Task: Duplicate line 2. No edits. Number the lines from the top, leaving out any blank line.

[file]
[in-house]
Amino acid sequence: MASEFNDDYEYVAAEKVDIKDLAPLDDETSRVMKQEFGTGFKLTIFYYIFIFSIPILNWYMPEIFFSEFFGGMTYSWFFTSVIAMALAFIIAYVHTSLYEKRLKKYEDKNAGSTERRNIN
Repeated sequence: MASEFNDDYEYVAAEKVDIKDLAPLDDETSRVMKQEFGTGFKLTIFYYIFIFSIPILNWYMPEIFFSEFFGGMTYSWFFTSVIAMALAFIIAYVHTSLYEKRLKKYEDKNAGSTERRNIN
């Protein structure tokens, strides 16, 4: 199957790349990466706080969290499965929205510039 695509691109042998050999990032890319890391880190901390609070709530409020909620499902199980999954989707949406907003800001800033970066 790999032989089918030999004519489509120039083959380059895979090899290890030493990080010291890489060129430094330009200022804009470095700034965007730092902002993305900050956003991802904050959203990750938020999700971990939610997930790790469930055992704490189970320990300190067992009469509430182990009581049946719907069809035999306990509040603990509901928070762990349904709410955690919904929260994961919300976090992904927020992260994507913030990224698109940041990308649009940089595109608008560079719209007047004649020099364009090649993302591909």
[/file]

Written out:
Amino acid sequence: MASEFNDDYEYVAAEKVDIKDLAPLDDETSRVMKQEFGTGFKLTIFYYIFIFSIPILNWYMPEIFFSEFFGGMTYSWFFTSVIAMALAFIIAYVHTSLYEKRLKKYEDKNAGSTERRNIN